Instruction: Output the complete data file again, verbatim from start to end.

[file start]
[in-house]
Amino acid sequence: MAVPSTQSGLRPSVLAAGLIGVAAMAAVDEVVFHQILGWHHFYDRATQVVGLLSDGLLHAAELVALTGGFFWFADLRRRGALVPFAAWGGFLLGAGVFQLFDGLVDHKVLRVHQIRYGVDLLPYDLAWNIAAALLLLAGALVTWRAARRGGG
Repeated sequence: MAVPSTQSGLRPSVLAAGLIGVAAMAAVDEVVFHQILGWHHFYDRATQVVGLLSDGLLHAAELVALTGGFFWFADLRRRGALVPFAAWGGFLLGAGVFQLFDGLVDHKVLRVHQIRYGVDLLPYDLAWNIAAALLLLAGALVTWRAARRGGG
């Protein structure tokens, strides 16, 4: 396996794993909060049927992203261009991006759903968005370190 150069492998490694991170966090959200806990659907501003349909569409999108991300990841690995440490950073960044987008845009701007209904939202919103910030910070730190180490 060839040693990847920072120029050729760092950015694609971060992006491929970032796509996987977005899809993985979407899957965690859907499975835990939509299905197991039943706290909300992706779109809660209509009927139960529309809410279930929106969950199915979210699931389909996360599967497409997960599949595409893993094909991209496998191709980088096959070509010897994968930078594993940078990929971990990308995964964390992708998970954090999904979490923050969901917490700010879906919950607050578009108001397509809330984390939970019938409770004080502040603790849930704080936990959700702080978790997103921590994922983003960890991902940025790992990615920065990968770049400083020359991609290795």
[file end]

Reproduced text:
[in-house]
Amino acid sequence: MAVPSTQSGLRPSVLAAGLIGVAAMAAVDEVVFHQILGWHHFYDRATQVVGLLSDGLLHAAELVALTGGFFWFADLRRRGALVPFAAWGGFLLGAGVFQLFDGLVDHKVLRVHQIRYGVDLLPYDLAWNIAAALLLLAGALVTWRAARRGGG
Repeated sequence: MAVPSTQSGLRPSVLAAGLIGVAAMAAVDEVVFHQILGWHHFYDRATQVVGLLSDGLLHAAELVALTGGFFWFADLRRRGALVPFAAWGGFLLGAGVFQLFDGLVDHKVLRVHQIRYGVDLLPYDLAWNIAAALLLLAGALVTWRAARRGGG
């Protein structure tokens, strides 16, 4: 396996794993909060049927992203261009991006759903968005370190 150069492998490694991170966090959200806990659907501003349909569409999108991300990841690995440490950073960044987008845009701007209904939202919103910030910070730190180490 060839040693990847920072120029050729760092950015694609971060992006491929970032796509996987977005899809993985979407899957965690859907499975835990939509299905197991039943706290909300992706779109809660209509009927139960529309809410279930929106969950199915979210699931389909996360599967497409997960599949595409893993094909991209496998191709980088096959070509010897994968930078594993940078990929971990990308995964964390992708998970954090999904979490923050969901917490700010879906919950607050578009108001397509809330984390939970019938409770004080502040603790849930704080936990959700702080978790997103921590994922983003960890991902940025790992990615920065990968770049400083020359991609290795």